Why You Should Learn Idiomatic Expressions in Spanish
An idiom or idiomatic expression is a phrase that generally has a figurative meaning. These symbolic expressions, called expresiones idiomáticas in Spanish, form part of the cultural identity of all social groups.
When you are acquiring a foreign language, idiomatic expressions usually come last in the vocabulary lesson.
Then again, learning them well is fundamental, no to only to speak Spanish correctly, but to express yourself more naturally and truly speak like a local.
Basic Spanish Expressions
These Spanish phrases will help you to get around and up your language game. Do not be afraid to use them. Own them and say them as you mean them!
|SPANISH IDIOMATIC EXPRESSIONS||MEANING|
|Estirar la pata||To pass away|
|Tomarle el pelo||To deceive/cheat someone|
|Dar gato por liebre||To fool someone by giving them something similar but from inferior quality|
|Tirar la casa por la ventana||To throw a really big party|
|No tener pelos en la lengua||To speak your mind without thinking|
|Echar agua al mar||To do something pointless|
|Montar un pollo||To make a scandal|
|Coser y cantar||To achieve something without too much trouble|
|Echar más agua a los frijoles||To prepare more food because unexpected guests have arrived to your house|
|Tener mucho morro||To be brave or shameless|
|Pedalear la bicicleta (de otro)||To date someone else’s partner|
The Translation Dilemma
Idioms are structured with language’s raw material, consisting of words, like any other sentences.
Nonetheless, the allegorical significance do not derives from the lexical semantics or grammatical composition of its individual elements.
It emanates from the totality of the text, working as one block.
Even though you may be familiar or fully understand single words in Spanish, when these are literally translated to English, they may not make any sense; as the true meaning comes from the sum of the words when put together as a whole.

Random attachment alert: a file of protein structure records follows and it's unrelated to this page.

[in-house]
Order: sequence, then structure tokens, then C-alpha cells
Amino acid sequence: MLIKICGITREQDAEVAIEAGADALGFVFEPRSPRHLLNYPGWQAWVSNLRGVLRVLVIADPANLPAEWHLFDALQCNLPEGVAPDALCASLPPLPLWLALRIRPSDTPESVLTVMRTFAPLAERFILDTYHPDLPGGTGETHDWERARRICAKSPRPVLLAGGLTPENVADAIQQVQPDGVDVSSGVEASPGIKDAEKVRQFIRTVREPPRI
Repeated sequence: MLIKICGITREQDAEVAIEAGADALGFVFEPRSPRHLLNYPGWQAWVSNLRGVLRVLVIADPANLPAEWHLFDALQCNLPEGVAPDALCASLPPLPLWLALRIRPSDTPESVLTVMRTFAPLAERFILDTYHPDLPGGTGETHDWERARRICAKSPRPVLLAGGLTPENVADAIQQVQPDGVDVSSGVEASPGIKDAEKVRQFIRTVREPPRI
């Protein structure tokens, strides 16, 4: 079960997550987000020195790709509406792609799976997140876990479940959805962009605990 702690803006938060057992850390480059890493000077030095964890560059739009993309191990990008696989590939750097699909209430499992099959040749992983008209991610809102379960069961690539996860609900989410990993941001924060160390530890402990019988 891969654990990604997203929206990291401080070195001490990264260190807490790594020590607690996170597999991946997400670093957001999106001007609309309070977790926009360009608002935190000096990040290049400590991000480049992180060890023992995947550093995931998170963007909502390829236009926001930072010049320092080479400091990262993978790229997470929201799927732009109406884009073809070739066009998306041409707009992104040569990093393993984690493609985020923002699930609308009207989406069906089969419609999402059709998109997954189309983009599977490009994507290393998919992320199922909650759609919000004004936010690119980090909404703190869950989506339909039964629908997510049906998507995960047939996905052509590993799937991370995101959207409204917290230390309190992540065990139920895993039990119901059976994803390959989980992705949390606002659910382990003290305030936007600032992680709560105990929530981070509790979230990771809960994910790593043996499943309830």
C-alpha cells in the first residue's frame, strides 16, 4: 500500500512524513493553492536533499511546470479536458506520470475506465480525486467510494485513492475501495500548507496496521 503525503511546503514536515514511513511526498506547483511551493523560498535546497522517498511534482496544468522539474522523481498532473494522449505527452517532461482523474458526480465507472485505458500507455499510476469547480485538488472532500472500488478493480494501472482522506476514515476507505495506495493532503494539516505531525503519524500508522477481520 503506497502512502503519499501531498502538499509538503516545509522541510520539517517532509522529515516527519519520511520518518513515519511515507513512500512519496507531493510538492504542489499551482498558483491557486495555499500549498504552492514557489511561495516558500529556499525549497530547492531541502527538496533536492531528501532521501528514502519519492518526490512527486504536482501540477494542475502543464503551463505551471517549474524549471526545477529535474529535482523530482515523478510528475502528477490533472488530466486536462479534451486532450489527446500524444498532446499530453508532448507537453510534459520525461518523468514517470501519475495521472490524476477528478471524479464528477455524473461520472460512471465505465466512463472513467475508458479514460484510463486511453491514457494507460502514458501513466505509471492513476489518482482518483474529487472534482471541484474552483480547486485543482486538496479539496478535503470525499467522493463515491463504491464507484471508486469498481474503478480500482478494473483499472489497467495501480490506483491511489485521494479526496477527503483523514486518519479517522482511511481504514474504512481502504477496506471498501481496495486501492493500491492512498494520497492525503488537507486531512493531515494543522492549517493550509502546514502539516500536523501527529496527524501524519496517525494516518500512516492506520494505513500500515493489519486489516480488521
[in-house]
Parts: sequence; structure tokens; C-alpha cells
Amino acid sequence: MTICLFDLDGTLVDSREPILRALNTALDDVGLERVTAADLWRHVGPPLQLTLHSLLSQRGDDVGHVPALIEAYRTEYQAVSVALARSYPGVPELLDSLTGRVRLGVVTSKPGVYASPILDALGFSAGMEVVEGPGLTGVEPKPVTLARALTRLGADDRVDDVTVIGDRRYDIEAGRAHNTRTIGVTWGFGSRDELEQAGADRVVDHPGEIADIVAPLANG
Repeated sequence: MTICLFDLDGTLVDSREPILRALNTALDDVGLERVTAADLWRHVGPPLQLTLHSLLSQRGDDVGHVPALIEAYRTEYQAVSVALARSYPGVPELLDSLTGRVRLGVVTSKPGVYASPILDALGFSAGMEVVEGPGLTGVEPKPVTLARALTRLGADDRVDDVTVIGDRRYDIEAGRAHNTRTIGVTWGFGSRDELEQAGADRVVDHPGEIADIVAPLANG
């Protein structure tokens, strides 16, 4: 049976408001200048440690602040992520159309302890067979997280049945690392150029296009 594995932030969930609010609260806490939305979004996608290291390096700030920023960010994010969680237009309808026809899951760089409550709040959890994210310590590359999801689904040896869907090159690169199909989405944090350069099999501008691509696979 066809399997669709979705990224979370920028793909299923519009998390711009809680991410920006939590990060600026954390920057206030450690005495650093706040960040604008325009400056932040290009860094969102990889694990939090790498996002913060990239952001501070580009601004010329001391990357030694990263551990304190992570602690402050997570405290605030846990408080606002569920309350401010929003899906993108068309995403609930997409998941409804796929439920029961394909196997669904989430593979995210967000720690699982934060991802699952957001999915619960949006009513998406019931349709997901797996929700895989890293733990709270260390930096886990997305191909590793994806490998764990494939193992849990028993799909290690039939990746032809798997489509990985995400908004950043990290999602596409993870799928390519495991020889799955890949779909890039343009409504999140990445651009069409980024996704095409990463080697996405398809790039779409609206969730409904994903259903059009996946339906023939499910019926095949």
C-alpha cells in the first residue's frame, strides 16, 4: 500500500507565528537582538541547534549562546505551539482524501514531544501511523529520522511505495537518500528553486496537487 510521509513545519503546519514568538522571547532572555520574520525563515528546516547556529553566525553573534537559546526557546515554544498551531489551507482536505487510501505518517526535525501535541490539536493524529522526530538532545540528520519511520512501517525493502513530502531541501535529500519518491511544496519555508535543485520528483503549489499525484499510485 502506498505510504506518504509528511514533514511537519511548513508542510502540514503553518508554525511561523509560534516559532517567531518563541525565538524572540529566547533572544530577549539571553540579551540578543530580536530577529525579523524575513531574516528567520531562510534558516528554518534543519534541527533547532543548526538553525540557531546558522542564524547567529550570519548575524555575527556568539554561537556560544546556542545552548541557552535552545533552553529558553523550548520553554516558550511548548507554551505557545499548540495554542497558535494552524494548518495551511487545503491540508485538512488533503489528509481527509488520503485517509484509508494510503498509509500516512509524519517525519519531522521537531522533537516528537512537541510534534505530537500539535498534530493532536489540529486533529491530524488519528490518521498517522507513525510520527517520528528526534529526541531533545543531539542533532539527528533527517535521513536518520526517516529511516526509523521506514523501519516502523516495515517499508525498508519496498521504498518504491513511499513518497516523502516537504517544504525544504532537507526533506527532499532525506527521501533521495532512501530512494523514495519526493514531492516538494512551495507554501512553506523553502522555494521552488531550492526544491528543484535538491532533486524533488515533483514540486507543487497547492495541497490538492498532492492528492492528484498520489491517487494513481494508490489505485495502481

- Meter la pata. ->The literal translation is ‘to put the leg in’ but it actually signifies ‘to screw up’.
From time to time, there are equivalents in both languages, although they might not use the same words, they can share the same connotation.
- Al pan, pan y al vino, vino. -> Call a spade a spade. It indicates to call things by their real name.
In this instance, taking language lessons from a native Spanish speaker has great advantages because (needless to say) idioms are already part of their vocabulary and cultural identity.
That is why at Live Lingua all our certified teachers are also native speakers! Plus an immersive program will allow you to pick up the expressions and the accent of the Spanish territory you are most looking forward to.
The Role of Spanish Idioms
Idioms serve as imagery or symbols of teachings, historical references, warnings or even jokes; showcasing the moral values, religious beliefs, social structures, political rightness, and economic ideals that forge the worldview of a community.
Thus, Spanish idioms are diverse and colorful as the territories where Castilian is spoken.
Christianity, for example, has permeated Spanish history, art, music, and literature in many ways.
And while the Catholic Church has dropped its congregation numbers in Spain (and some Latin American countries) ‘God’ and ‘Christ’ still remain part of everyday talks.
- Estar hecho un Cristo. -> It indicates to be wrecked, worn-out or in bad shape (probably ill too). The expression comes as a visual reference from the physical state that Jesus Christ ended up with before he was crucified. He was forced to wear a crown of thorns, hit by stones, whipped and exhausted from carrying the heavy wooden cross.
Nowadays, it is generally used to insinuate that someone looks terrible.
- Miguel volvió del entrenamiento militar hecho un Cristo. -> Miguel came back from the military training looking terrible. The expression implies that Miguel probably had a hard time and now needs a hot shower and some rest.
In addition, there are many old sayings that refer to God’s help or his omnipotence.
- Al que madruga Dios lo ayuda. -> The translation would be something like “if you wake up early you will receive God’s help”. But the appropriate English equivalent is “the early bird catches the worm”. The expression has been around for almost five hundred years! Regardless of one’s religious beliefs it is currently used to portend a key recommendation: to be diligent in order to succeed at work or any given circumstances.